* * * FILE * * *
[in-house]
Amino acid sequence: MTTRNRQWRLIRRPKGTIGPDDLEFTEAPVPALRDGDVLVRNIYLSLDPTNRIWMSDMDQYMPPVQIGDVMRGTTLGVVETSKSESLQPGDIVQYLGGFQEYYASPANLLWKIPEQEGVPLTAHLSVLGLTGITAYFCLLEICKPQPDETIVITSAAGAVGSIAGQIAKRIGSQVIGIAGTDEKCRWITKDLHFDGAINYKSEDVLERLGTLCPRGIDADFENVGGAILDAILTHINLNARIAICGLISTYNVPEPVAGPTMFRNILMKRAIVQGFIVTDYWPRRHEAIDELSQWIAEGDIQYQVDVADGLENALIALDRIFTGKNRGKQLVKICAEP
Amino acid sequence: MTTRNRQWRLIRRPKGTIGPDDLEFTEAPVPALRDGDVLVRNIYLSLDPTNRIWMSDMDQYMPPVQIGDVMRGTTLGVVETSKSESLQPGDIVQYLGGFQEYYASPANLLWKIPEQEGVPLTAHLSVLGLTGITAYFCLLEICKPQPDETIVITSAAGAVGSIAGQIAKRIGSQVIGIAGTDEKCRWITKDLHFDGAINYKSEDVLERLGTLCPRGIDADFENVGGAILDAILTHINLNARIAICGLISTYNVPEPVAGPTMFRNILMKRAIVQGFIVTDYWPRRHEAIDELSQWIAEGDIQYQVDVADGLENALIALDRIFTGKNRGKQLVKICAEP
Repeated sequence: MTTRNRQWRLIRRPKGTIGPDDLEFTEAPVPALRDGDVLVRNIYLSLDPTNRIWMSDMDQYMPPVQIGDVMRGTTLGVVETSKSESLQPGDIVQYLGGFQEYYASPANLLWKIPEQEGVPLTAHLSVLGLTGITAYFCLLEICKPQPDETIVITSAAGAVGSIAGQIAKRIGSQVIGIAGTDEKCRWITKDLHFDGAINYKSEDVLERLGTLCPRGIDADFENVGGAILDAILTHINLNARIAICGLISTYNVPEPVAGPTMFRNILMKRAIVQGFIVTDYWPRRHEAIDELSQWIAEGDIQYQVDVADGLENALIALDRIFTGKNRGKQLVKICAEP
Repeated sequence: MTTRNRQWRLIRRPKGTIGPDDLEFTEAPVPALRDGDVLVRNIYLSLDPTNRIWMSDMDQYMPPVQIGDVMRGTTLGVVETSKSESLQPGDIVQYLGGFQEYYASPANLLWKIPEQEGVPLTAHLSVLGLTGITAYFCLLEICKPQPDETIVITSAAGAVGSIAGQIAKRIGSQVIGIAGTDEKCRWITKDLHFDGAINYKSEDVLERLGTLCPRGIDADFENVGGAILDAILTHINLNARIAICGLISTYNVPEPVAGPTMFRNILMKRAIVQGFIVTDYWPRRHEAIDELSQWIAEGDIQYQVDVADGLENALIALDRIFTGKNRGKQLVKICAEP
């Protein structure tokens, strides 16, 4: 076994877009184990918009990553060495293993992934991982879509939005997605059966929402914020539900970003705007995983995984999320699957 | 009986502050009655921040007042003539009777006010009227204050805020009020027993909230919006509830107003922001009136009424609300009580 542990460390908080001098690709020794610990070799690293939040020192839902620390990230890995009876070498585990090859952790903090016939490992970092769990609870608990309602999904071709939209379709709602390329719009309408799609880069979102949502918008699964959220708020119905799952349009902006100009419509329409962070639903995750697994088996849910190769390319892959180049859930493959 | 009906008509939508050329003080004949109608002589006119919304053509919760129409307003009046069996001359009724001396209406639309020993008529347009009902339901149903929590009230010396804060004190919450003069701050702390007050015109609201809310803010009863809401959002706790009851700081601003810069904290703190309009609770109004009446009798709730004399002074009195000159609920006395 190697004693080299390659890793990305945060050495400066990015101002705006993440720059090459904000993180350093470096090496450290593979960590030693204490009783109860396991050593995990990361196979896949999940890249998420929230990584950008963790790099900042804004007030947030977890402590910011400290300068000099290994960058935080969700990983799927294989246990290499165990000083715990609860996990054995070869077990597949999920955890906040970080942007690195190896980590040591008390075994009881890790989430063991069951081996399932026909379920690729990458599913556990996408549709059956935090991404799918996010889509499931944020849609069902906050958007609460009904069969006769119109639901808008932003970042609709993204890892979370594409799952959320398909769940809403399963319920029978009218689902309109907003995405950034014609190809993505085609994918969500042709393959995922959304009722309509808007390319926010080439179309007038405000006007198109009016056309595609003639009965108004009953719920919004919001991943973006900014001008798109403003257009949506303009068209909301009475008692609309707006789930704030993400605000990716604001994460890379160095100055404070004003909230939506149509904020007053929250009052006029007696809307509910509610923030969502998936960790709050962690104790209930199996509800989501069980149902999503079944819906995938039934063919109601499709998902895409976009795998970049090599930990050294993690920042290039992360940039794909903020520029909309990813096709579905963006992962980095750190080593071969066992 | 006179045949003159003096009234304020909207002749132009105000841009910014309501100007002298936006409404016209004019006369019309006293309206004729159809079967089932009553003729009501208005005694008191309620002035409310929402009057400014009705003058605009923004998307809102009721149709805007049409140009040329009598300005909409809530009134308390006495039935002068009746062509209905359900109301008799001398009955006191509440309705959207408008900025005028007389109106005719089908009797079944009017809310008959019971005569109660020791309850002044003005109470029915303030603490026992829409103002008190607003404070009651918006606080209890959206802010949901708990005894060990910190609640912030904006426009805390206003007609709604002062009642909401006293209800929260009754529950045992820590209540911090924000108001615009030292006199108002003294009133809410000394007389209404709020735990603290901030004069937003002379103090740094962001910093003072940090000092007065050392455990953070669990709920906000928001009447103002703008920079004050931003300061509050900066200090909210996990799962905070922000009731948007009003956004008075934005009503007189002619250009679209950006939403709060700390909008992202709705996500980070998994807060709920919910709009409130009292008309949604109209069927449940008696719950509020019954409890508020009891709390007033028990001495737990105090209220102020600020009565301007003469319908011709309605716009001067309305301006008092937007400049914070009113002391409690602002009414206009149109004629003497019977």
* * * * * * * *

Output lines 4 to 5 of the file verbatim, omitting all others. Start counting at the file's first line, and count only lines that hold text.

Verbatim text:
Repeated sequence: MTTRNRQWRLIRRPKGTIGPDDLEFTEAPVPALRDGDVLVRNIYLSLDPTNRIWMSDMDQYMPPVQIGDVMRGTTLGVVETSKSESLQPGDIVQYLGGFQEYYASPANLLWKIPEQEGVPLTAHLSVLGLTGITAYFCLLEICKPQPDETIVITSAAGAVGSIAGQIAKRIGSQVIGIAGTDEKCRWITKDLHFDGAINYKSEDVLERLGTLCPRGIDADFENVGGAILDAILTHINLNARIAICGLISTYNVPEPVAGPTMFRNILMKRAIVQGFIVTDYWPRRHEAIDELSQWIAEGDIQYQVDVADGLENALIALDRIFTGKNRGKQLVKICAEP
Repeated sequence: MTTRNRQWRLIRRPKGTIGPDDLEFTEAPVPALRDGDVLVRNIYLSLDPTNRIWMSDMDQYMPPVQIGDVMRGTTLGVVETSKSESLQPGDIVQYLGGFQEYYASPANLLWKIPEQEGVPLTAHLSVLGLTGITAYFCLLEICKPQPDETIVITSAAGAVGSIAGQIAKRIGSQVIGIAGTDEKCRWITKDLHFDGAINYKSEDVLERLGTLCPRGIDADFENVGGAILDAILTHINLNARIAICGLISTYNVPEPVAGPTMFRNILMKRAIVQGFIVTDYWPRRHEAIDELSQWIAEGDIQYQVDVADGLENALIALDRIFTGKNRGKQLVKICAEP